6. 6. Arts and Design Studies ISSN 2224-6061 (Paper) ISSN 2225-059X (Online) Vol.14, 2013 “Moulds affecting leather” © Copyright © Jelsoft Enterprises Ltd. Retrieved on 23/3/2011 Newman, T. R. (1973). Leather as art and craft. London: Allen and Unwin. Susan M. Keenan,(2006) How To Remove Mold and Mildew From Leather © Retrieved on 29/8/2013 Taylor A. M., Lee J., Bumanlag L.P., Cook P. H., Brown E. M. (2009). Treatment of Low-quality Hides with Fillers Produced From Sustainable Resources: Effect on Properties of Leather, The Journal of American Leather chemist Association, Vol. CIV, No. 10, 325-327. Thomson, R. (2006). The manufacture of leather. Kite M, Thomson, R (Ed.) (2006) CONSERVATION OF LEATHER and related materials, (pp.1), Butterworth-Heinemann is an imprint of Elsevier Linacre House, Jordan Hill, Oxford OX2 8DP 30 Corporate Drive, Suite 400, Burlington, MA 01803. First published 2006 Copyright © Elsevier Ltd 2006. All rights reserved Thomson, R. (2006). The nature and properties of leather. Kite M, Thomson, R (Ed.) (2006) CONSERVATION OF LEATHER and related materials, (pp.66), Butterworth-Heinemann is an imprint of Elsevier Linacre House, Jordan Hill, Oxford OX2 8DP 30 Corporate Drive, Suite 400, Burlington, MA 01803. First published 2006 Copyright © Elsevier Ltd 2006. All rights reserved Wanda Eubank and Betty Feather (1993) “How to Prevent and Remove Mildew — Home Methods” Curators of the University of Missouri, Published by University of Missouri Extension, 1998 © 1993 to 2011 Retrieved on 23/3/2011. 6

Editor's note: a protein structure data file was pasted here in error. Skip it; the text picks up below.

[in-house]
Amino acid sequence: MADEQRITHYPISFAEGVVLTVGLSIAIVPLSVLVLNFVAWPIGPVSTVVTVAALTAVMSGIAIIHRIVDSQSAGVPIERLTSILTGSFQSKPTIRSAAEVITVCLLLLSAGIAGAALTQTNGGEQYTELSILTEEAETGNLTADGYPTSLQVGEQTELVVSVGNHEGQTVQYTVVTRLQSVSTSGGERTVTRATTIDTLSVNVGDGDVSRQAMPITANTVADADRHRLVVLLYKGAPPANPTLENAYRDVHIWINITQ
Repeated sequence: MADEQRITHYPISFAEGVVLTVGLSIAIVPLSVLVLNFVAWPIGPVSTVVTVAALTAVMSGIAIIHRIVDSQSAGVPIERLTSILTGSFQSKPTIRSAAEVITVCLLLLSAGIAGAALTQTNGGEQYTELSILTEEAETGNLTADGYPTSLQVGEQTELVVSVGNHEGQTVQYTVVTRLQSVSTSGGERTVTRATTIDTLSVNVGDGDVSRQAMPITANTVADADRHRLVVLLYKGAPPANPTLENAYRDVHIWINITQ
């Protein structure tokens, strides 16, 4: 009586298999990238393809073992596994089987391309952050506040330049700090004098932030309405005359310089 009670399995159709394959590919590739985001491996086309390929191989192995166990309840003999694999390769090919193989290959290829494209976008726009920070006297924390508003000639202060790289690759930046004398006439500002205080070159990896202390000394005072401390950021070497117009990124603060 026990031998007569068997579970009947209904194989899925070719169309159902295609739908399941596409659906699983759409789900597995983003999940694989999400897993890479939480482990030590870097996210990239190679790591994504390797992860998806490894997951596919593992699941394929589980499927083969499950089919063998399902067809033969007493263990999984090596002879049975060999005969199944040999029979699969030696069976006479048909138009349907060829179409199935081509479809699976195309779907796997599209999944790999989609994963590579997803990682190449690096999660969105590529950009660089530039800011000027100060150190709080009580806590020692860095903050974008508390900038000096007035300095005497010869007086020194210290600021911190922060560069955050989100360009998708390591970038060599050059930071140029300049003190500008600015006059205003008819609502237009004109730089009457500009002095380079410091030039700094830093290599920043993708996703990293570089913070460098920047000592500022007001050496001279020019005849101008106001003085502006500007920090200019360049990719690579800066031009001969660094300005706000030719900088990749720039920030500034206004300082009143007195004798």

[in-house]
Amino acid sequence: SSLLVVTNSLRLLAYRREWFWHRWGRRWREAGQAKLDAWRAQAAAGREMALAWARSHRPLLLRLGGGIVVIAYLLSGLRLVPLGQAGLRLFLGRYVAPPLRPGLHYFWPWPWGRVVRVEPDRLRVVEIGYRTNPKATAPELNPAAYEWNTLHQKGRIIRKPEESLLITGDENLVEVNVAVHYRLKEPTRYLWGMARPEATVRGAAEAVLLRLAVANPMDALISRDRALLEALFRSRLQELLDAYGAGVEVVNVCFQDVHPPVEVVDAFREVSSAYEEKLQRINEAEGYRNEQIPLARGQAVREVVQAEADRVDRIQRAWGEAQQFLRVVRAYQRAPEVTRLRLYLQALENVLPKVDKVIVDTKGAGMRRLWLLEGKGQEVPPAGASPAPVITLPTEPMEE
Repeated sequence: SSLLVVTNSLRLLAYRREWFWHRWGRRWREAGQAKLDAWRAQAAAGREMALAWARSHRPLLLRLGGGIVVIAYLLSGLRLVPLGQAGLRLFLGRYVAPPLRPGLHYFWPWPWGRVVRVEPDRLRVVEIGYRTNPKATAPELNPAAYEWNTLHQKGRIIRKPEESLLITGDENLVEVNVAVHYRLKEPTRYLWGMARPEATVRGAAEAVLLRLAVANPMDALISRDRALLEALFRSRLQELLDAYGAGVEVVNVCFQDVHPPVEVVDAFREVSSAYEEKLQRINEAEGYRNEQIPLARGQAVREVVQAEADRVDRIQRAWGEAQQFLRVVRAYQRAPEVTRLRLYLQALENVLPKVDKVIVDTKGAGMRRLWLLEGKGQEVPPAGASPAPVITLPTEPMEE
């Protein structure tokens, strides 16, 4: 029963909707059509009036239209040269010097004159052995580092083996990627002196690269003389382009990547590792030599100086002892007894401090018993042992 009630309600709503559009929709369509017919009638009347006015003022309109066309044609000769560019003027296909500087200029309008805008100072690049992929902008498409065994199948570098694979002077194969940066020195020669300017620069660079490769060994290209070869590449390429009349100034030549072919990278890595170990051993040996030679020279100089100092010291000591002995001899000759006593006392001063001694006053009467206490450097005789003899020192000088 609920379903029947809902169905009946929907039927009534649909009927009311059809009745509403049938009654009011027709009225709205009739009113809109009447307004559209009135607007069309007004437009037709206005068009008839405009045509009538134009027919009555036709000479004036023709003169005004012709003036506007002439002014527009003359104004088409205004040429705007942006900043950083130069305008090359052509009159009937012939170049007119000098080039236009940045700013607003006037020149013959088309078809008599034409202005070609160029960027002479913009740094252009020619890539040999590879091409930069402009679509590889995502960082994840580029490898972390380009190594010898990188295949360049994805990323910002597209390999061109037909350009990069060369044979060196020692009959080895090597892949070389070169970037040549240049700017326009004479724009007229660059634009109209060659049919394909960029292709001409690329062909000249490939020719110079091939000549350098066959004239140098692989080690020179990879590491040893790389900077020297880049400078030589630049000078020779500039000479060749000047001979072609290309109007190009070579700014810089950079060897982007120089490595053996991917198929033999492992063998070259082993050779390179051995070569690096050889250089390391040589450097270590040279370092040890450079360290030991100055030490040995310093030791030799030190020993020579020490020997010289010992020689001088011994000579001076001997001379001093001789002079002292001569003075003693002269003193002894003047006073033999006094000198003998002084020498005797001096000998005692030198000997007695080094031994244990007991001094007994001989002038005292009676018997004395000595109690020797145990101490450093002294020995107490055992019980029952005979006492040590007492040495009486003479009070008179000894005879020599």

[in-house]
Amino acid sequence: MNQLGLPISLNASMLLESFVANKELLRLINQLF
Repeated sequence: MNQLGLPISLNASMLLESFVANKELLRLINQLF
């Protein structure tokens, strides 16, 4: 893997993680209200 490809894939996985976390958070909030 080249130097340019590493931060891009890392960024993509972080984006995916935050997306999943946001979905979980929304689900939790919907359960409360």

7. 7. This academic article was published by The International Institute for Science, Technology and Education (IISTE). The IISTE is a pioneer in the Open Access Publishing service based in the U.S. and Europe. The aim of the institute is Accelerating Global Knowledge Sharing. More information about the publisher can be found in the IISTE’s homepage: CALL FOR JOURNAL PAPERS The IISTE is currently hosting more than 30 peer-reviewed academic journals and collaborating with academic institutions around the world. There’s no deadline for submission. Prospective authors of IISTE journals can find the submission instruction on the following page: The IISTE editorial team promises to the review and publish all the qualified submissions in a fast manner. All the journals articles are available online to the readers all over the world without financial, legal, or technical barriers other than those inseparable from gaining access to the internet itself. Printed version of the journals is also available upon request of readers and authors. MORE RESOURCES Book publication information: Recent conferences: IISTE Knowledge Sharing Partners EBSCO, Index Copernicus, Ulrich's Periodicals Directory, JournalTOCS, PKP Open Archives Harvester, Bielefeld Academic Search Engine, Elektronische Zeitschriftenbibliothek EZB, Open J-Gate, OCLC WorldCat, Universe Digtial Library , NewJour, Google Scholar